Even more worryingly, the JSB contemplates the possibility of veiled judges. It poses the question: are people entitled to see who dispenses justice? This is astonishing, and subversive. The United Kingdom is not a sharia state.
I suggest a different approach is called for. So far as judges, ushers or advocates are concerned, there is a short answer using Strasbourg case law. They do not have to work in the courts. But if they choose to do so, they must accept that employment in this sphere requires unveiling for (amongst other considerations) open justice and security: see cases like Stedman v UK (1997).
Litigants or witnesses are in a different position. People usually sue as a remedy of last resort, and have little choice, if they are joined as a defendant. A witness may attend court under a witness order. If a veiled party simply intends to observe and give instructions to her lawyer, her veil should not be an issue (unless her identity is, for some reason). But if she intends giving evidence, then there is a problem, in a system of open justice. But if she has got that far, she will already be aware of the problem facing her because her lawyers will presumably have told her.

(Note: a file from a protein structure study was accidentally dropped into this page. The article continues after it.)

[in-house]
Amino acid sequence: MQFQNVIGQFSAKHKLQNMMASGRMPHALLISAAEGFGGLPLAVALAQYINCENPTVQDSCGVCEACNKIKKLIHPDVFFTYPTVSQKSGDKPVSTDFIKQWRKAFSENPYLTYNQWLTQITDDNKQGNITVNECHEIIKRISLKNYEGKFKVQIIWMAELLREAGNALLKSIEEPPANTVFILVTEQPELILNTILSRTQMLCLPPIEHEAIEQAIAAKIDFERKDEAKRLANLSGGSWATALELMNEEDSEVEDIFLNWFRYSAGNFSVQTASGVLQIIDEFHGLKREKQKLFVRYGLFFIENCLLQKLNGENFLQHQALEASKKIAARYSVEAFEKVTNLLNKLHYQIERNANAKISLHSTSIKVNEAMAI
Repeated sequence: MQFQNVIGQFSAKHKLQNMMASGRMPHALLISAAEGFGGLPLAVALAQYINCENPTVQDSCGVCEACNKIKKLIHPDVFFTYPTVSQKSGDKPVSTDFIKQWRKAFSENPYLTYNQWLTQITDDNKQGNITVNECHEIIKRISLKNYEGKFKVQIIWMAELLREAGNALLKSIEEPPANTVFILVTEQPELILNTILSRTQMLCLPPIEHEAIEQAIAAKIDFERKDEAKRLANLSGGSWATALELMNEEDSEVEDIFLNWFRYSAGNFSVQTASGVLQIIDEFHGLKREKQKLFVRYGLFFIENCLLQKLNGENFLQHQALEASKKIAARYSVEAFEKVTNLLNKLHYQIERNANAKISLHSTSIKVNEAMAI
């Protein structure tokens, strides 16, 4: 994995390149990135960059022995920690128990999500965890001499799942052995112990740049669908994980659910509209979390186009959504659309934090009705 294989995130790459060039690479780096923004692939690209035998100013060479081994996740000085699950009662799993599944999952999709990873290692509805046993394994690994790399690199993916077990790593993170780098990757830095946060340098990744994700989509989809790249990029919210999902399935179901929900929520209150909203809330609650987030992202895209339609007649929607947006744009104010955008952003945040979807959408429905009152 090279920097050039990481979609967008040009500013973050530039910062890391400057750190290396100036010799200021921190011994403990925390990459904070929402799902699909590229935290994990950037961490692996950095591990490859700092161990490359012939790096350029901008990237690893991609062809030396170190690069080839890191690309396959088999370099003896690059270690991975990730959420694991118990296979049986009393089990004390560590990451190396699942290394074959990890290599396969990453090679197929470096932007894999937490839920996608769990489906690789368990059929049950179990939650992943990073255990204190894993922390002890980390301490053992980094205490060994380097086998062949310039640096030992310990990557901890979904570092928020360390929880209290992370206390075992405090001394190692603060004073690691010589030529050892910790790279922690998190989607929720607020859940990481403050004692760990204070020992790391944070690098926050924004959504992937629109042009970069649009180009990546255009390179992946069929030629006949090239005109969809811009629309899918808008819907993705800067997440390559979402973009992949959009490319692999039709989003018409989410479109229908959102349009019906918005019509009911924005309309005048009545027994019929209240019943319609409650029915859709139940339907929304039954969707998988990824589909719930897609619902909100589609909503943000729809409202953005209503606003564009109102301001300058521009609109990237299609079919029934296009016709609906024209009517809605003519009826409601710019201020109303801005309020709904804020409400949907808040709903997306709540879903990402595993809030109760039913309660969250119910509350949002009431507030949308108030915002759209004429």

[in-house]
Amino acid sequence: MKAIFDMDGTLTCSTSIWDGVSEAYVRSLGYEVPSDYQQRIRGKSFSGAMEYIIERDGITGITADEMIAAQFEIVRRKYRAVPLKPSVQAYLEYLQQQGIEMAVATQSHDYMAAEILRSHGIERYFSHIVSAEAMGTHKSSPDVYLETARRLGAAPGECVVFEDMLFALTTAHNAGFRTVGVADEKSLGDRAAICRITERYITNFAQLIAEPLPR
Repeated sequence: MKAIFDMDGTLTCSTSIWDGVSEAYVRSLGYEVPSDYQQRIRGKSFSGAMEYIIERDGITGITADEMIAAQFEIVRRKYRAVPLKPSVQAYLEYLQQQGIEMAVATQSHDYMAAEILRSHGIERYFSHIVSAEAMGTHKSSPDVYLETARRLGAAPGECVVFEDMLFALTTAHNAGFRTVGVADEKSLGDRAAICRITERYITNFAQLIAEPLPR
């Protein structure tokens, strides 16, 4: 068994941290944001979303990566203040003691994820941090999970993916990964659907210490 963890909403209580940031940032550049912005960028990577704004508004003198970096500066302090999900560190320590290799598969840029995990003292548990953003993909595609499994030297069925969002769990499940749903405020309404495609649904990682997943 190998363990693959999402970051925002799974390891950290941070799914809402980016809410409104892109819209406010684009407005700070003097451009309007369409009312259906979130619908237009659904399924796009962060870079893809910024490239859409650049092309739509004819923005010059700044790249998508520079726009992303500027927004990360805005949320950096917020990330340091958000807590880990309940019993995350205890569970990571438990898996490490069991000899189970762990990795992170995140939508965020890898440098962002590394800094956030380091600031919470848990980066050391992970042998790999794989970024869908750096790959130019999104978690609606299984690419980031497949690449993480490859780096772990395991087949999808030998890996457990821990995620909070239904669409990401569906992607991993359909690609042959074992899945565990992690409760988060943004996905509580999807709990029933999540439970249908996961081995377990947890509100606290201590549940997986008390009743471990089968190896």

It is possible to deal with such a situation by requiring such a person to give evidence unveiled, but screened from the general public. That happened in a New Zealand fraud case in 2005, where two witnesses wore burqas. It is fair to say one of the witnesses piled pressure on the judge, by threatening suicide. But finally the women seemed content with a screen.
A colleague of mine recently acted for a man from Bangladesh, whose English-born, Bengali wife was having a dispute over a divorce settlement and contact. On one occasion, she turned up to court in aniqab (which, her husband instructed my colleague, she never used to wear), together with an interpreter! The matter turned into a directions hearing, but it is an interesting example of how a participant and her advisers might deliberately deploy both dress and language as a defence mechanism. Such tactics subvert the legal process itself, because they make (and are intended to make) the other party’s case more difficult.
In my view, such brinkmanship needs discouraging, and what we need is a positive reaffirmation of the value of the system of open justice. It is not fair simply to leave it to individual judges, or lawyers, or their clients to object to a veiled litigant or witness on a case-by-case basis, at risk of being accused of being “insensitive.” No doubt the Bar will rise to this challenge.